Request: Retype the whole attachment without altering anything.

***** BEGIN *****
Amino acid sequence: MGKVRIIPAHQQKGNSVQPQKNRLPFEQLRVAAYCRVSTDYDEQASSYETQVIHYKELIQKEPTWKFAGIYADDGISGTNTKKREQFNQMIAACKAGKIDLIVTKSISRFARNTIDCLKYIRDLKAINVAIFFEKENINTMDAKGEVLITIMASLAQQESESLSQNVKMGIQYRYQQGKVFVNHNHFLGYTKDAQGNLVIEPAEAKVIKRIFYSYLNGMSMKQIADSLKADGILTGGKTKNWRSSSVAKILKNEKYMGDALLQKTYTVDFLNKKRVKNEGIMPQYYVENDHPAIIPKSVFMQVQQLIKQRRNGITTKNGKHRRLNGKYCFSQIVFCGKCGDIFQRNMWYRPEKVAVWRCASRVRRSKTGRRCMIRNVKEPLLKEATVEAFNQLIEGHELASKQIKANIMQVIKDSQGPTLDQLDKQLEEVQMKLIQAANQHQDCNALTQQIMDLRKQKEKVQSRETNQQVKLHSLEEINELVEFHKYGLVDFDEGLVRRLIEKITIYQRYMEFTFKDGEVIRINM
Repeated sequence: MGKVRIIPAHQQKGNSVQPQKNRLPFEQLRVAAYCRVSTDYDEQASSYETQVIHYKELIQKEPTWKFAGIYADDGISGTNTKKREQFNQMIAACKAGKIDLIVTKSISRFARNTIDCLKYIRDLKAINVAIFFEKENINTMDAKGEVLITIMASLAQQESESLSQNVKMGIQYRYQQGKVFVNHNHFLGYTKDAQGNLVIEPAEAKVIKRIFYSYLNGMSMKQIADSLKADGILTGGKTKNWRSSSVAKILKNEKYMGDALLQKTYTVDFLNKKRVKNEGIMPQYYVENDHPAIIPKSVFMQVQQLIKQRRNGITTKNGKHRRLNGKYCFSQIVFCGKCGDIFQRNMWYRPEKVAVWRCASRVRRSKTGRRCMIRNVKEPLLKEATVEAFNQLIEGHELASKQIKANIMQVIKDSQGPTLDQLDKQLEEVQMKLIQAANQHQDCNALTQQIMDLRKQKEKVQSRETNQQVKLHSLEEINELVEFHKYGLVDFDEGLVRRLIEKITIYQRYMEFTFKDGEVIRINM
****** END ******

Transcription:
Amino acid sequence: MGKVRIIPAHQQKGNSVQPQKNRLPFEQLRVAAYCRVSTDYDEQASSYETQVIHYKELIQKEPTWKFAGIYADDGISGTNTKKREQFNQMIAACKAGKIDLIVTKSISRFARNTIDCLKYIRDLKAINVAIFFEKENINTMDAKGEVLITIMASLAQQESESLSQNVKMGIQYRYQQGKVFVNHNHFLGYTKDAQGNLVIEPAEAKVIKRIFYSYLNGMSMKQIADSLKADGILTGGKTKNWRSSSVAKILKNEKYMGDALLQKTYTVDFLNKKRVKNEGIMPQYYVENDHPAIIPKSVFMQVQQLIKQRRNGITTKNGKHRRLNGKYCFSQIVFCGKCGDIFQRNMWYRPEKVAVWRCASRVRRSKTGRRCMIRNVKEPLLKEATVEAFNQLIEGHELASKQIKANIMQVIKDSQGPTLDQLDKQLEEVQMKLIQAANQHQDCNALTQQIMDLRKQKEKVQSRETNQQVKLHSLEEINELVEFHKYGLVDFDEGLVRRLIEKITIYQRYMEFTFKDGEVIRINM
Repeated sequence: MGKVRIIPAHQQKGNSVQPQKNRLPFEQLRVAAYCRVSTDYDEQASSYETQVIHYKELIQKEPTWKFAGIYADDGISGTNTKKREQFNQMIAACKAGKIDLIVTKSISRFARNTIDCLKYIRDLKAINVAIFFEKENINTMDAKGEVLITIMASLAQQESESLSQNVKMGIQYRYQQGKVFVNHNHFLGYTKDAQGNLVIEPAEAKVIKRIFYSYLNGMSMKQIADSLKADGILTGGKTKNWRSSSVAKILKNEKYMGDALLQKTYTVDFLNKKRVKNEGIMPQYYVENDHPAIIPKSVFMQVQQLIKQRRNGITTKNGKHRRLNGKYCFSQIVFCGKCGDIFQRNMWYRPEKVAVWRCASRVRRSKTGRRCMIRNVKEPLLKEATVEAFNQLIEGHELASKQIKANIMQVIKDSQGPTLDQLDKQLEEVQMKLIQAANQHQDCNALTQQIMDLRKQKEKVQSRETNQQVKLHSLEEINELVEFHKYGLVDFDEGLVRRLIEKITIYQRYMEFTFKDGEVIRINM